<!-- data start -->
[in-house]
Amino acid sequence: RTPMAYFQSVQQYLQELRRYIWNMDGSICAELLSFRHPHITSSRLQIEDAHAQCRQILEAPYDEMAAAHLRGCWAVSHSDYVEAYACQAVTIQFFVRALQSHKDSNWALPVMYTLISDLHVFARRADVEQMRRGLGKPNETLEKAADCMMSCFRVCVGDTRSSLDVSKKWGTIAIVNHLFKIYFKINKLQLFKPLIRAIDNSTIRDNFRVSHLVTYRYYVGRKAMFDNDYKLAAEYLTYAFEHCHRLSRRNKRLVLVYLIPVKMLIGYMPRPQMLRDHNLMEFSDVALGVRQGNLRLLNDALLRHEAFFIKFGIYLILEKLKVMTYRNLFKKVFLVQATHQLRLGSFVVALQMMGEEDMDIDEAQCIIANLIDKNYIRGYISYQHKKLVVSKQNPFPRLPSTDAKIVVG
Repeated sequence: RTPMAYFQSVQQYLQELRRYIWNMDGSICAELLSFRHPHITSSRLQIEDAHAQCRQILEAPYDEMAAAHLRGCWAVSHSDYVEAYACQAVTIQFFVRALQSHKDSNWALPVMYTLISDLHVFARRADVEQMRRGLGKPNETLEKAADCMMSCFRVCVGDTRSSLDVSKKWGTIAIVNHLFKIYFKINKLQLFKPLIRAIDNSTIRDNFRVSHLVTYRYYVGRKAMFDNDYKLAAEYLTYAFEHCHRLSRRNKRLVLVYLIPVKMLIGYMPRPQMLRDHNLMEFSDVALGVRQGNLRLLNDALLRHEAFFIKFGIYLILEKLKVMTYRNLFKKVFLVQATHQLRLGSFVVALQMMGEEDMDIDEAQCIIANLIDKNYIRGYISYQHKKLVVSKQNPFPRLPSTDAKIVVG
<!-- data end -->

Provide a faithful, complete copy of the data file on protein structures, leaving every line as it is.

[in-house]
Amino acid sequence: RTPMAYFQSVQQYLQELRRYIWNMDGSICAELLSFRHPHITSSRLQIEDAHAQCRQILEAPYDEMAAAHLRGCWAVSHSDYVEAYACQAVTIQFFVRALQSHKDSNWALPVMYTLISDLHVFARRADVEQMRRGLGKPNETLEKAADCMMSCFRVCVGDTRSSLDVSKKWGTIAIVNHLFKIYFKINKLQLFKPLIRAIDNSTIRDNFRVSHLVTYRYYVGRKAMFDNDYKLAAEYLTYAFEHCHRLSRRNKRLVLVYLIPVKMLIGYMPRPQMLRDHNLMEFSDVALGVRQGNLRLLNDALLRHEAFFIKFGIYLILEKLKVMTYRNLFKKVFLVQATHQLRLGSFVVALQMMGEEDMDIDEAQCIIANLIDKNYIRGYISYQHKKLVVSKQNPFPRLPSTDAKIVVG
Repeated sequence: RTPMAYFQSVQQYLQELRRYIWNMDGSICAELLSFRHPHITSSRLQIEDAHAQCRQILEAPYDEMAAAHLRGCWAVSHSDYVEAYACQAVTIQFFVRALQSHKDSNWALPVMYTLISDLHVFARRADVEQMRRGLGKPNETLEKAADCMMSCFRVCVGDTRSSLDVSKKWGTIAIVNHLFKIYFKINKLQLFKPLIRAIDNSTIRDNFRVSHLVTYRYYVGRKAMFDNDYKLAAEYLTYAFEHCHRLSRRNKRLVLVYLIPVKMLIGYMPRPQMLRDHNLMEFSDVALGVRQGNLRLLNDALLRHEAFFIKFGIYLILEKLKVMTYRNLFKKVFLVQATHQLRLGSFVVALQMMGEEDMDIDEAQCIIANLIDKNYIRGYISYQHKKLVVSKQNPFPRLPSTDAKIVVG